At the molecular level, the fine structure of a gene can be studied only through determination of nucleotide sequence of the concerned DNA segment. Sometimes this is done through isolation of DNA corresponding to a gene, which is a lengthy process (see Genetic Engineering and Biotechnology 3. Isolation, Sequencing and Synthesis of Genes
). Instead we can prepare a map of the DNA by cleavage of the DNA at specific sites with the help of restriction endonucleases (see Genetic Engineering and Biotechnology 1. Recombinant DNA and PCR (Cloning and Amplification of DNA)
). These sites of cleavage can be identified and mapped to give rise to a restriction map.
On a restriction map, is found a linear sequence of sites, each for a specific enzyme and the distances between them are measured as number of base pairs of DNA. This technique can not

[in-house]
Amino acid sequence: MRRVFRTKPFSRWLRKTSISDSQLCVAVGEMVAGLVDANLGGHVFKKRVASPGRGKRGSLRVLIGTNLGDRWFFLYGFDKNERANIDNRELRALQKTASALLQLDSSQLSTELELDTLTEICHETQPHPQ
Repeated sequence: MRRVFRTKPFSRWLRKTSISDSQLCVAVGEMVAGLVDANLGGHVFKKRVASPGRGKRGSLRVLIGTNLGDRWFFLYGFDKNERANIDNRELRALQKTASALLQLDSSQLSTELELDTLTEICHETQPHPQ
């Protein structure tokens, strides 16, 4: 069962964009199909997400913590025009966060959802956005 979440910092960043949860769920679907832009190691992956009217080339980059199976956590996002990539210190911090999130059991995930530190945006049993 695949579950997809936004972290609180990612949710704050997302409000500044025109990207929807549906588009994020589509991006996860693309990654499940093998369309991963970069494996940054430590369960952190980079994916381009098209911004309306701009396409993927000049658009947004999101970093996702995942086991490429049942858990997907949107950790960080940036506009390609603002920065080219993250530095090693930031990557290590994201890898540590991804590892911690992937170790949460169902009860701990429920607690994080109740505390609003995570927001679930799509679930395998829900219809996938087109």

be directly used in eukaryotes, due to some inherent difficulties as will be shown later in this section, but has been successfully utilized for preparing restriction maps
In a restriction map, the nucleotide sequence of DNA between sites close to one another (300 bp or less) can be determined. These regions can then be connected into a sequence of the entire gene, whose nucleotide sequence, then can be compared with amino-acid sequence of protein coded by it. This can be further extended to adjoining genes to saturate the genetic map, as is being attempted for human genome.